Activating T regulatory cells for tolerance in early pregnancy - the contribution of seminal fluid.

Research Centre for Reproductive Health, Discipline of Obstetrics and Gynaecology, University of Adelaide, Adelaide, SA, Australia.
Journal of Reproductive Immunology (Impact Factor: 2.37). 10/2009; 83(1-2):109-16. DOI: 10.1016/j.jri.2009.08.003
Source: PubMed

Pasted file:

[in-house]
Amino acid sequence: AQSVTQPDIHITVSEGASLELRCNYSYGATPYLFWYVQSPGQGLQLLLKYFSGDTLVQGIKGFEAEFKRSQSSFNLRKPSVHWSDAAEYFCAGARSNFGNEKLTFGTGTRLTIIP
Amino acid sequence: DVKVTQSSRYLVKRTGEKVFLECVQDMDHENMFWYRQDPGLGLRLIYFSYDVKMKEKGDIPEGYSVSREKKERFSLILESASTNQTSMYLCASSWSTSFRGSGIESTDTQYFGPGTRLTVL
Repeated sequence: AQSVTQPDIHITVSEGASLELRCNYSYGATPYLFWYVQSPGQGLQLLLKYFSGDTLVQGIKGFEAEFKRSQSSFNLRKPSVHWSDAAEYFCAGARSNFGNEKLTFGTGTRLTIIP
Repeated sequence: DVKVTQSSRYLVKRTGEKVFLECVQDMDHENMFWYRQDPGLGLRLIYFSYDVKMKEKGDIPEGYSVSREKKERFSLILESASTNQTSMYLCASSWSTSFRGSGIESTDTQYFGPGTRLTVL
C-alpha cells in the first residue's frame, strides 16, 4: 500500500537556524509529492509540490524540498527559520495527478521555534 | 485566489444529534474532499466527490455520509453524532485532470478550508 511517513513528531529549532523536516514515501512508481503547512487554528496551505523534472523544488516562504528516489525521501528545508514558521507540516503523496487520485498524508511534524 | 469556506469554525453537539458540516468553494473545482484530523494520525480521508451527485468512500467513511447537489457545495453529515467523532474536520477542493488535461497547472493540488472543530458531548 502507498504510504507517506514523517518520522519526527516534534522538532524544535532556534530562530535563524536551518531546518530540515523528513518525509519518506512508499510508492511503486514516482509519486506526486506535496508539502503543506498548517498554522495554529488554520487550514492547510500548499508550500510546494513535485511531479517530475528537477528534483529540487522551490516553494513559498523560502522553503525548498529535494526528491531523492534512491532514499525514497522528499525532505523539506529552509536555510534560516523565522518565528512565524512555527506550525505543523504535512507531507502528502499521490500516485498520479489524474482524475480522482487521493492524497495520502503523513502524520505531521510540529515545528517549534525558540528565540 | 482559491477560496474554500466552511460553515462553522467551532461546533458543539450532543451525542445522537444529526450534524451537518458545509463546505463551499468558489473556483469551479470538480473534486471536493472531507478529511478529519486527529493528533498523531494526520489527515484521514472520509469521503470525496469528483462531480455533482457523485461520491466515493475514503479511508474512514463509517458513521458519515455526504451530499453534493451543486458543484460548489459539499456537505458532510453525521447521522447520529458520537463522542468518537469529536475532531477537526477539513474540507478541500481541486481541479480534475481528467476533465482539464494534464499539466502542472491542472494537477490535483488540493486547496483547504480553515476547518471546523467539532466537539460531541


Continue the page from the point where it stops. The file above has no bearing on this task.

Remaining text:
ABSTRACT A state of active tolerance mediated by T regulatory (Treg) cells must be functional from the time of embryo implantation to prevent the conceptus from maternal immune attack. Male seminal fluid and ovarian steroid hormones are implicated in regulating the size and suppressive function of the Treg cell pool during the peri-implantation phase of early pregnancy. Evidence that antigens and cytokine signals in seminal fluid regulate the maternal immune response includes the following: (1) the Treg cell-inducing cytokine TGFbeta and male alloantigens are present in seminal fluid; (2) seminal fluid delivery at coitus is sufficient to induce a state of active immune tolerance to paternal alloantigen, even in the absence of conceptus tissue; (3) female dendritic cells can cross-present seminal fluid antigens to activate both CD8(+) and CD4(+) T cells, and (4) mating events deficient in either sperm or seminal plasma result in diminished CD4(+) CD25(+) Foxp3(+) Treg cell populations at the time of embryo implantation. Ongoing studies indicate that the cytokine environment during priming to male seminal fluid antigens influences the phenotype of responding T cells, and impacts fetal survival in later gestation. Collectively, these observations implicate factors in the peri-conceptual environment of both male and female origin as important determinants of maternal immune tolerance. Defining the mechanisms controlling tolerance induction will be helpful for developing new therapies for immune-mediated pathologies of pregnancy such as miscarriage and pre-eclampsia.

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